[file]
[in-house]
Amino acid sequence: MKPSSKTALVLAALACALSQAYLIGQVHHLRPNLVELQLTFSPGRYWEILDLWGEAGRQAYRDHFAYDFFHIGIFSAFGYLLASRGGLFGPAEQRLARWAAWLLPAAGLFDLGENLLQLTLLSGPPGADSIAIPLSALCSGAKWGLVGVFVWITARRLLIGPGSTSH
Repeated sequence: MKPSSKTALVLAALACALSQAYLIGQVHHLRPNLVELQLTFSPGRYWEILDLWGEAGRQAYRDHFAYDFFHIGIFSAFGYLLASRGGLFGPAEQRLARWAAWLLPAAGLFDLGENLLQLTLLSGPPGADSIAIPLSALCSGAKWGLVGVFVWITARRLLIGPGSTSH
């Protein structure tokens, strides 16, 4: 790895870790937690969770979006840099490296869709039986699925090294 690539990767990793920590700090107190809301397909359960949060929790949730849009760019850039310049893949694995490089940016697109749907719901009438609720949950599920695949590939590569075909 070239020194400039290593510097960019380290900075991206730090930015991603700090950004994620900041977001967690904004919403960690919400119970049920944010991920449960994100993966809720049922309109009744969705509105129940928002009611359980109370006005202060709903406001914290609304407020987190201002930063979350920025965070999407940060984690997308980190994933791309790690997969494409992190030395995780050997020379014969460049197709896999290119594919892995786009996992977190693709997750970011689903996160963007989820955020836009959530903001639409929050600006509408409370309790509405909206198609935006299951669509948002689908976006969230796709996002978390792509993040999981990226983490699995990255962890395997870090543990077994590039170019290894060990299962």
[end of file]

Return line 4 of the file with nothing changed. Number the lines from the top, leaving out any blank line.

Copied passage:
């Protein structure tokens, strides 16, 4: 790895870790937690969770979006840099490296869709039986699925090294 690539990767990793920590700090107190809301397909359960949060929790949730849009760019850039310049893949694995490089940016697109749907719901009438609720949950599920695949590939590569075909 070239020194400039290593510097960019380290900075991206730090930015991603700090950004994620900041977001967690904004919403960690919400119970049920944010991920449960994100993966809720049922309109009744969705509105129940928002009611359980109370006005202060709903406001914290609304407020987190201002930063979350920025965070999407940060984690997308980190994933791309790690997969494409992190030395995780050997020379014969460049197709896999290119594919892995786009996992977190693709997750970011689903996160963007989820955020836009959530903001639409929050600006509408409370309790509405909206198609935006299951669509948002689908976006969230796709996002978390792509993040999981990226983490699995990255962890395997870090543990077994590039170019290894060990299962």